Foy is a lovely lead, head-strong and boasting a more than passable English accent. She’s in almost every scene of the movie so it’s important to have someone in that central role that doesn’t grate on the nerves. While we’re talking about nerves, I’m not sure what Knightley was going for but her lines are delivered with a baby voiced tweet that seriously bugged me right from the start. This is a fantasy to be sure but every time she opened her mouth I was jolted back to reality. Grant and Derbez seem to be literally hiding behind their costumes and I’m wondering if their roles were cut back in editing. As much as I love Mirren and Freeman, not a ton of effort is put forth on their part which is disturbingly becoming the norm for Freeman.

While the production design is mostly fairy tale-perfect, some of the sets and costumes look like they’ve been in storage just waiting for another Santa Clause film. Disney has spent a boatload of money and it’s all up there on the screen for audiences to see. There are some that will find the film hollow yet pretty on the outside and maybe that’s a fair assessment but I found it an enjoyable bit of holiday entertainment on a scale we haven’t had in some time. Directors Lasse Hallstrom (The Hypnotist) and Joe Johnston (Jurassic Park III) never the let movie spin too far out of control and punctuate it with a lovely finale.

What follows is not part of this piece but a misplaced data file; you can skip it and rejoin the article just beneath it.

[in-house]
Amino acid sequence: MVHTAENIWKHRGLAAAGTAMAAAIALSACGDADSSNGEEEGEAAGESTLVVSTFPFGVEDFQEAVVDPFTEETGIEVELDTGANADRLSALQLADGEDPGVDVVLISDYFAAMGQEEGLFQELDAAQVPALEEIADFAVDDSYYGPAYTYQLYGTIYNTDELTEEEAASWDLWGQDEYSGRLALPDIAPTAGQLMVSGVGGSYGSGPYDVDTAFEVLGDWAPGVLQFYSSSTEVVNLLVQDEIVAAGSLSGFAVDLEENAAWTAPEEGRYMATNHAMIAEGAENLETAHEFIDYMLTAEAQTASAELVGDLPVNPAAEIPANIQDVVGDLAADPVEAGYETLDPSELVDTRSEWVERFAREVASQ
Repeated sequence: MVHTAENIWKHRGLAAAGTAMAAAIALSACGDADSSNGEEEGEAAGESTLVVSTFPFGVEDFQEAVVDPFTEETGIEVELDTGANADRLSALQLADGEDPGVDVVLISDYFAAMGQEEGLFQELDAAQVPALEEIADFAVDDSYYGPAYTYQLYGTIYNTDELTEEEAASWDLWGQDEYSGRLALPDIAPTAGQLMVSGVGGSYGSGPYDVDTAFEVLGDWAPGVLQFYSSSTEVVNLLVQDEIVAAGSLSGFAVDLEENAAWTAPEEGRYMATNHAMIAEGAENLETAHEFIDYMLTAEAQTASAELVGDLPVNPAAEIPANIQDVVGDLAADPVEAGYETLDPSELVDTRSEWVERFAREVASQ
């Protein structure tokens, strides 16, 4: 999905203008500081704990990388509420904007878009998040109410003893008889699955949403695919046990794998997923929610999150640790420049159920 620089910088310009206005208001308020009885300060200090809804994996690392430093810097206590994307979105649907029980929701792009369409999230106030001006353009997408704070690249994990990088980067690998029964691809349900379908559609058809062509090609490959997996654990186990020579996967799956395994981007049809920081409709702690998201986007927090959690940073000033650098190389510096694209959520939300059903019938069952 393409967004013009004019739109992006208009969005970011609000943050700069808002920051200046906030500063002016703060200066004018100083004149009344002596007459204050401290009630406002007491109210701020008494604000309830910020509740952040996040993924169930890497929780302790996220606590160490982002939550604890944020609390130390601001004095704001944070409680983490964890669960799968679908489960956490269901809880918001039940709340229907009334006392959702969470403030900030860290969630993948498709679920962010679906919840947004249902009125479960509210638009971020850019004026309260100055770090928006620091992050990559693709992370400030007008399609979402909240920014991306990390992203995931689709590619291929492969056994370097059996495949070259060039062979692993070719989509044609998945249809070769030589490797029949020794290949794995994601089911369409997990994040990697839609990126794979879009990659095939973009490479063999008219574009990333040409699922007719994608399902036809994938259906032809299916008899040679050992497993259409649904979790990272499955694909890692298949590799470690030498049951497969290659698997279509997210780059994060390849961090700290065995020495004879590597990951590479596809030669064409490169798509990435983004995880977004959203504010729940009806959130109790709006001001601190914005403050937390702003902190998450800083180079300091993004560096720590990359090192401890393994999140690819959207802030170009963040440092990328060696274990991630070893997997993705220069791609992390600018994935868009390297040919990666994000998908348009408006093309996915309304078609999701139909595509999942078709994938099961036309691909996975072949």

Why Disney is releasing this movie so early in the season is beyond me. It’s likely they were weary of receiving a critical drubbing in a more targeted holiday release so instead they chose to open it just as the leaves were starting to change. I feel it would have been better suited to come out Thanksgiving weekend which would carry it into the Christmas holiday. I’m not yet in my Scrooge mood which is why I probably fell for the charms of The Nutcracker and the Four Realms a little easier than I normally would. I still would whole-heartedly recommend this as an ideal family film.

The Silver Bullet ~ The Nutcracker and the Four Realms

 

Synopsis: A young girl is transported into a magical world of gingerbread soldiers and an army of mice.